have placed the country in its present situation, without any additional issue of paper.-The hon. member then argued, that the reference made by the hon. member for Portarlington to the duty on the probate of wills, as a proof that property had not depreciated, was fallacious. The probate duty arose from personal property, and that property was chiefly in the funds. Individuals who had purchased at 60, might at their death leave a property which would sell at 70 or 80. The produce of the stamp duties was an equally unsafe criterion. It was true, the amount of those duties had increased; but that was a proof of distress rather than of prosperity. In the year 1817, the injury to property caused by the depreciation fell with intense severity on the manufacturers; and there was a general sweep of the middle class of traders into the gazette; but a new race speedily sprung up, while the agricultural classes were, from their situation, doomed to endure a more lingering misery.-As to the question of equitable adjustment the thing was utterly impracticable. Where one man had got too little, and another too much, they would find it impossible to go to the latter and tell him to give up a portion of his property to the former. That property had long since got into other pockets; and, with all the industry and ingenuity in the world, they would not, at the end of fifty years, have got through any single parish in England. After all, the difficulty was to be traced to private debts and incumbrances. For no agriculturalist would tell them that, if he were even relieved from one-third of his debts, that relief would enable him to go on.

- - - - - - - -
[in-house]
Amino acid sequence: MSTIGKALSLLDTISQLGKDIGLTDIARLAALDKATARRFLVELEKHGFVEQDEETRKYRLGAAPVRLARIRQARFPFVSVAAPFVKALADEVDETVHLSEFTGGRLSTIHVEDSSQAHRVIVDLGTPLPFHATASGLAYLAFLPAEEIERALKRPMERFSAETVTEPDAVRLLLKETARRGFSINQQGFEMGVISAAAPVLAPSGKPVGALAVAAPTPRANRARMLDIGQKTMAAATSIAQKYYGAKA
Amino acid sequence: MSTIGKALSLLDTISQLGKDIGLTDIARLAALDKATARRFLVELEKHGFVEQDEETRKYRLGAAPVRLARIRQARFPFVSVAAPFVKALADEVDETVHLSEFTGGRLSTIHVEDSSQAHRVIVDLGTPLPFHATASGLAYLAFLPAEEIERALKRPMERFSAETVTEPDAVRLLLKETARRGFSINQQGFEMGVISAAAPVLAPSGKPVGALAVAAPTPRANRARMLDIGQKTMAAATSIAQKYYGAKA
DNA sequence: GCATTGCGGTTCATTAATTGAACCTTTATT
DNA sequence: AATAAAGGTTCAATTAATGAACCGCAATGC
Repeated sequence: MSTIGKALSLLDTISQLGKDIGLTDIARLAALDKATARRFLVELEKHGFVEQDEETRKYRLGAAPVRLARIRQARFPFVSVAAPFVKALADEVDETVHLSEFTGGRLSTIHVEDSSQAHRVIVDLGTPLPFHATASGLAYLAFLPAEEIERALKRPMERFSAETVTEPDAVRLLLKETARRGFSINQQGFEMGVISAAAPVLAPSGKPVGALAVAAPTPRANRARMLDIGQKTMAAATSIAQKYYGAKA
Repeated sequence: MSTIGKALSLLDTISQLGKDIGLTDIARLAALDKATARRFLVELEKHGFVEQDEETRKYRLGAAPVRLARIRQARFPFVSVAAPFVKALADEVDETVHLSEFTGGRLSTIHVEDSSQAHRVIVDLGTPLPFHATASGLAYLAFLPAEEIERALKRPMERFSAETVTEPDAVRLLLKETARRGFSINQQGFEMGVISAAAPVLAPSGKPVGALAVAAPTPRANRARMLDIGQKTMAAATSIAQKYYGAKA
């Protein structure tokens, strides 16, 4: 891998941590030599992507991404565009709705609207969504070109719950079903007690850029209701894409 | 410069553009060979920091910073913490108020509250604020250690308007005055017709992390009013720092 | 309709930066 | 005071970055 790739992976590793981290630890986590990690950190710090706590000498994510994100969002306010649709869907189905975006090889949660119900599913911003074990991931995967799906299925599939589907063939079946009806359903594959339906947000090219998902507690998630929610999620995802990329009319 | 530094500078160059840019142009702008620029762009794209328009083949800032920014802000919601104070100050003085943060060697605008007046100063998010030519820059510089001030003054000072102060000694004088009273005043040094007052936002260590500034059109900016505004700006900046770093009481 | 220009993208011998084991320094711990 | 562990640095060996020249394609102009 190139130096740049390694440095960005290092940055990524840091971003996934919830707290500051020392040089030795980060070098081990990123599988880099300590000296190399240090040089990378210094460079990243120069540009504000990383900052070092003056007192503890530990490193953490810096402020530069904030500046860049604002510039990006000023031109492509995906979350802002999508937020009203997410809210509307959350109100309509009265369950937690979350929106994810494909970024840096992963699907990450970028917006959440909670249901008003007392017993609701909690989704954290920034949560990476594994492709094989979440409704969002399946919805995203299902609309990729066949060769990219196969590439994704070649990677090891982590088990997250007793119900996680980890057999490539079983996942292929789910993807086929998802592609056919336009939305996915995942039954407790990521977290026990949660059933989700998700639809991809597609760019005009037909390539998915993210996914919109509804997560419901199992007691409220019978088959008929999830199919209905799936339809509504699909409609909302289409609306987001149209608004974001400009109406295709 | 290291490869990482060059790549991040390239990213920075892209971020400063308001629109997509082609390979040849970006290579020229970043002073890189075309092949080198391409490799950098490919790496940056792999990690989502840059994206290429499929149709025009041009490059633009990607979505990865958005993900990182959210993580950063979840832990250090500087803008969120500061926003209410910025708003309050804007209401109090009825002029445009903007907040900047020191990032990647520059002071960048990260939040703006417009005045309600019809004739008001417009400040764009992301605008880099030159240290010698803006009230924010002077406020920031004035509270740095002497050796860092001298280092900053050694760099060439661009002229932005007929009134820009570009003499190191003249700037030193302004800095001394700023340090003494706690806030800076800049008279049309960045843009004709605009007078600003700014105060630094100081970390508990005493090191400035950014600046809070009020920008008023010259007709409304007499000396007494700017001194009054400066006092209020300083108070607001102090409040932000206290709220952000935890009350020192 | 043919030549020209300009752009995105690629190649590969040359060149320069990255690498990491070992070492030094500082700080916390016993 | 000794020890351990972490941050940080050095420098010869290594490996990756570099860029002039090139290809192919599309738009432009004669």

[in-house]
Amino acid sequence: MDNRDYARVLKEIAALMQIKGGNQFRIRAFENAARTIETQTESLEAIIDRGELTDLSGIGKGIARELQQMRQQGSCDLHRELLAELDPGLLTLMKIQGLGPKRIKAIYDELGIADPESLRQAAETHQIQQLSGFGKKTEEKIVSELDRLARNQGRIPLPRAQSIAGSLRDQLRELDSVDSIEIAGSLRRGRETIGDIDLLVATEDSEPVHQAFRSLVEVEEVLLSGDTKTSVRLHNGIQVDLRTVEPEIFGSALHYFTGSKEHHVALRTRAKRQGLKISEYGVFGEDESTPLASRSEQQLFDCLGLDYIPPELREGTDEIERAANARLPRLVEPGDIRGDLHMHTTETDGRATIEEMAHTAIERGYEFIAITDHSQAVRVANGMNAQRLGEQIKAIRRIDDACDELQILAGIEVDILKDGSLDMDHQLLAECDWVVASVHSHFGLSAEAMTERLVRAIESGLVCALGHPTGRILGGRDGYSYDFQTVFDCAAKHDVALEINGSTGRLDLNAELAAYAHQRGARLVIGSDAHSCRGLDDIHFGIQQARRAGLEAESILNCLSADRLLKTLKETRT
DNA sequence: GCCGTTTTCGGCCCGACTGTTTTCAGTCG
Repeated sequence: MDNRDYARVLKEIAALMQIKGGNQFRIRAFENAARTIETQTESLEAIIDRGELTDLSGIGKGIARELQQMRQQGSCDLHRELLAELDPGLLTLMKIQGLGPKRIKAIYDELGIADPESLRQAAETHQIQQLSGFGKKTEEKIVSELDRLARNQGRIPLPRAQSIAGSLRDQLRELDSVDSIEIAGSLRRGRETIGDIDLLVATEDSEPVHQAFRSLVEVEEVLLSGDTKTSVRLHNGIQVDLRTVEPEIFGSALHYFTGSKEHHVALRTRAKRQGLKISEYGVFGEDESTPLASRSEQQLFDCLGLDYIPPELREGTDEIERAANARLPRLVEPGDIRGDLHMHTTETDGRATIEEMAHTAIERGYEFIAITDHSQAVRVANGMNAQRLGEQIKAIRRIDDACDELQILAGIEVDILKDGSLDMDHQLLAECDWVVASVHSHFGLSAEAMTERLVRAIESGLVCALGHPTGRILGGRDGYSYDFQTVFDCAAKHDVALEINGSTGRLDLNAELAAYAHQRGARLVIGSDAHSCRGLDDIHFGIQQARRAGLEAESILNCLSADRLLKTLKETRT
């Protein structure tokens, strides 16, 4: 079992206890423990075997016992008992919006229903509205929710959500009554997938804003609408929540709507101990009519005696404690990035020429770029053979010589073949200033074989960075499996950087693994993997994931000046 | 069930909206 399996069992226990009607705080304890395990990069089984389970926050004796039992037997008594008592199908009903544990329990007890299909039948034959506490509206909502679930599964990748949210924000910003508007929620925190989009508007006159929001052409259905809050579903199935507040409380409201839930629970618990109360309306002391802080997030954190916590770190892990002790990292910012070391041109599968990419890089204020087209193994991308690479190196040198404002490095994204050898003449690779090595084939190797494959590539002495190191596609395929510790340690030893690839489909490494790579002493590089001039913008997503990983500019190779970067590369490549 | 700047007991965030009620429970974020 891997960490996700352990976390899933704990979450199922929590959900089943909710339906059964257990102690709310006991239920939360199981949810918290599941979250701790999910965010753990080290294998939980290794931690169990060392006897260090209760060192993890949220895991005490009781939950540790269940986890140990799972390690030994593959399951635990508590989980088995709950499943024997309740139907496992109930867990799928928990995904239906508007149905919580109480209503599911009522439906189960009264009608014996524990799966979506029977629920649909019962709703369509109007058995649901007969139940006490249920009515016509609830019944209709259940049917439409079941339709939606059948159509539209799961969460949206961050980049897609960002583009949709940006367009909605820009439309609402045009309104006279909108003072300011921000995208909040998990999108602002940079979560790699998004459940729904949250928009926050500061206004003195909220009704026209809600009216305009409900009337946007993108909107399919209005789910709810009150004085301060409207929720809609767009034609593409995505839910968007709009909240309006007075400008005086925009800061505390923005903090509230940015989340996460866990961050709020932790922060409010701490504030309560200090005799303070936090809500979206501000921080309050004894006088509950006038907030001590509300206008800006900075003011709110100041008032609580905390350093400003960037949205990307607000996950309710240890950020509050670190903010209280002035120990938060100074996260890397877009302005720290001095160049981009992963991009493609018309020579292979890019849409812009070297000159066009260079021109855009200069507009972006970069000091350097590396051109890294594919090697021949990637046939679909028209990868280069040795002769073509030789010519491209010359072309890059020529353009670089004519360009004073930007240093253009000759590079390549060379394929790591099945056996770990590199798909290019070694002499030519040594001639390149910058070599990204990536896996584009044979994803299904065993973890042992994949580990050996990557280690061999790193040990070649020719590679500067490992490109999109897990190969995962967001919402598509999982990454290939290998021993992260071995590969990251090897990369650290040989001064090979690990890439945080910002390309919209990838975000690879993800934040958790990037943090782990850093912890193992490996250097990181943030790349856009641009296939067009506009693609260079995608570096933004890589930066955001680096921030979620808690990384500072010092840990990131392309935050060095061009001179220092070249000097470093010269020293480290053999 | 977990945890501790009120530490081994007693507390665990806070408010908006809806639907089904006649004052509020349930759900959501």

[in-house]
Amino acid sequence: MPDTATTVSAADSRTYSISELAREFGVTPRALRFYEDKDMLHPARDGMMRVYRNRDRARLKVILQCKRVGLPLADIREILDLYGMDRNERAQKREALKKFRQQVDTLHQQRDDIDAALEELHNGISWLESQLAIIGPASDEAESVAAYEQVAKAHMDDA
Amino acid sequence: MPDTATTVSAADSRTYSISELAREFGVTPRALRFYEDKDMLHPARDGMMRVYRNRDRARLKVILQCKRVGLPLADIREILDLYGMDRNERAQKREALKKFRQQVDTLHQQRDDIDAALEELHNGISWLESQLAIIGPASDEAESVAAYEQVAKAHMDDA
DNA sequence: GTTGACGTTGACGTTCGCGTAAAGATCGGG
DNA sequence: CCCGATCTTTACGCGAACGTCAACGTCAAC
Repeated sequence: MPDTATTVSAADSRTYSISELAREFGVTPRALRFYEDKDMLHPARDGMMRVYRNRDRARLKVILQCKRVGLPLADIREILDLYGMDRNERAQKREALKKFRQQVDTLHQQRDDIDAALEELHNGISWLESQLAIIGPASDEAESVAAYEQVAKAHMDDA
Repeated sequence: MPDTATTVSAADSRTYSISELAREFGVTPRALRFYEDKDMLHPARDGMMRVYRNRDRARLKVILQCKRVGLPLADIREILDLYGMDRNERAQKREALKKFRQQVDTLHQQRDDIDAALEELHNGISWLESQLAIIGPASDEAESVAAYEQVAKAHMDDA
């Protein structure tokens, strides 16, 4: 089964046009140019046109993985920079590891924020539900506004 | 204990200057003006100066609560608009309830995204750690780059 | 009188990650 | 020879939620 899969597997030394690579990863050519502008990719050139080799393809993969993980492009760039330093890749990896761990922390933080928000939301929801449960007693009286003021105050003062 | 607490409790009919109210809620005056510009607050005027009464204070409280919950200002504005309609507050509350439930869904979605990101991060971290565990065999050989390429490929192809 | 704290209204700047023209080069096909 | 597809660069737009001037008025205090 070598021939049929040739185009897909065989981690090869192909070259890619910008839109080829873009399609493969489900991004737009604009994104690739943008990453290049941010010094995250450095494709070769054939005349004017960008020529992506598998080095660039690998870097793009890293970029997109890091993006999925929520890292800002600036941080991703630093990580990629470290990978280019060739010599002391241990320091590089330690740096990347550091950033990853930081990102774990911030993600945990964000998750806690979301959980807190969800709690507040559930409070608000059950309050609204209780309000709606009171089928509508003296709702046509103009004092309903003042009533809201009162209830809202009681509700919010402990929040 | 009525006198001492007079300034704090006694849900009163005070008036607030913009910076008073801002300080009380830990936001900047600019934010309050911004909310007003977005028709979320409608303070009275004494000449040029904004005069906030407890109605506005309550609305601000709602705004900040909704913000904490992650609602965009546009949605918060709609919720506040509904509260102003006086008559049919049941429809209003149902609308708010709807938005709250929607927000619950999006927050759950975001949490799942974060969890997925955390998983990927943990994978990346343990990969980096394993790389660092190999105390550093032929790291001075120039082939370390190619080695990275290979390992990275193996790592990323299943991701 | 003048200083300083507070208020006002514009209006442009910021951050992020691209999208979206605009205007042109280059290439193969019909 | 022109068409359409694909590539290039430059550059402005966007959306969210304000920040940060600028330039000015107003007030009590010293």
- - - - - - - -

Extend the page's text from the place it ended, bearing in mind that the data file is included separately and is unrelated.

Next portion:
sons of respectable families, which fortunes were not sufficient to discharge the in-lieved, if his advice had been taken, would cumbrances. And, if that was the case with great fortunes, how stood the farmers throughout the country? Their situation was necessarily still worse. Many of them who had laid aside money to purchase land which they had partially mortgaged, had been entirely ruined by the speculation. Numerous families had been reduced to beggary, without perceiving the invisible hand which had struck them down. That much misery had been created by tampering with the currency, was generally admitted. It was, however, in a great measure, denied by the hon. member for Portarlington; and, where his hon. friend did allow that any wretchedness had been thereby created, it was accompanied by so much of argument on the other side, and so little of feeling for those who had suffered, that it absolutely went for nothing. Indeed, his hon. friend appeared to be ignorant, that this tampering with the currency had been the great cause of the distress which had been experienced. Then, as to the question of depreciation, if it could not be brought, like Mr. Mushet's calculations, to a table, his hon. friend would not admit it to exist at all. On that evening he would hear of nothing but the difference between gold and paper; but he (Mr. Baring) would contend, that there had been a depreciation of the precious metals themselves, in consequence of the issue of paper, when they came to turn out all the gold and silver from England into the market of the world. The hon. gentleman then proceeded to trace the depreciation in the value of money, from the discovery of the mines in America down to a much later period, when an abuse of the banking system was acted upon extensively by Russia, Austria, Denmark, and the United States of America; and contended, that the difference between gold and paper was no criterion of the prevailing distress, as had been asserted by the hon. member for Portarlington. All those depreciations, of one sort or another, had been the result of an extravagant paper system; and, whether it was a depreciation of gold as compared with paper, or of paper as compared with different commodities, it was manifest, that the same injustice had been committed. When he had moved for a committee, he wished that committee to go into an inquiry as to the state of the silver currency, unembarrassed with